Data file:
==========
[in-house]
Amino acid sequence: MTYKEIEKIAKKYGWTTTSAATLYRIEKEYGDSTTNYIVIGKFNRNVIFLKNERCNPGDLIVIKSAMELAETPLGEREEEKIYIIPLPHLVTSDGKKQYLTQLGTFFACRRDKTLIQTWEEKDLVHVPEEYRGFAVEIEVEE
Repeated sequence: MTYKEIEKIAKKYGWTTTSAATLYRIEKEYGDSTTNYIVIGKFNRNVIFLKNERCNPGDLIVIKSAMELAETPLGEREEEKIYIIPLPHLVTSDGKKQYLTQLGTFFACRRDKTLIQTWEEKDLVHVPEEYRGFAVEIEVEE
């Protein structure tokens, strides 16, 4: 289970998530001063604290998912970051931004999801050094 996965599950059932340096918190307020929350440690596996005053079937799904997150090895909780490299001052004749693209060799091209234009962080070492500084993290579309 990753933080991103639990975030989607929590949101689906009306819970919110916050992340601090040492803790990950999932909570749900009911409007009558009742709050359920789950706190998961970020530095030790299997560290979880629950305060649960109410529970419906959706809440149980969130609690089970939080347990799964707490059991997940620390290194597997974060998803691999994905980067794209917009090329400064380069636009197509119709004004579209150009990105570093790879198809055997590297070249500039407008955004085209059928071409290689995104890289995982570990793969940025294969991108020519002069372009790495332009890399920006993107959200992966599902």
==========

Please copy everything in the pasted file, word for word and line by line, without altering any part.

[in-house]
Amino acid sequence: MTYKEIEKIAKKYGWTTTSAATLYRIEKEYGDSTTNYIVIGKFNRNVIFLKNERCNPGDLIVIKSAMELAETPLGEREEEKIYIIPLPHLVTSDGKKQYLTQLGTFFACRRDKTLIQTWEEKDLVHVPEEYRGFAVEIEVEE
Repeated sequence: MTYKEIEKIAKKYGWTTTSAATLYRIEKEYGDSTTNYIVIGKFNRNVIFLKNERCNPGDLIVIKSAMELAETPLGEREEEKIYIIPLPHLVTSDGKKQYLTQLGTFFACRRDKTLIQTWEEKDLVHVPEEYRGFAVEIEVEE
């Protein structure tokens, strides 16, 4: 289970998530001063604290998912970051931004999801050094 996965599950059932340096918190307020929350440690596996005053079937799904997150090895909780490299001052004749693209060799091209234009962080070492500084993290579309 990753933080991103639990975030989607929590949101689906009306819970919110916050992340601090040492803790990950999932909570749900009911409007009558009742709050359920789950706190998961970020530095030790299997560290979880629950305060649960109410529970419906959706809440149980969130609690089970939080347990799964707490059991997940620390290194597997974060998803691999994905980067794209917009090329400064380069636009197509119709004004579209150009990105570093790879198809055997590297070249500039407008955004085209059928071409290689995104890289995982570990793969940025294969991108020519002069372009790495332009890399920006993107959200992966599902």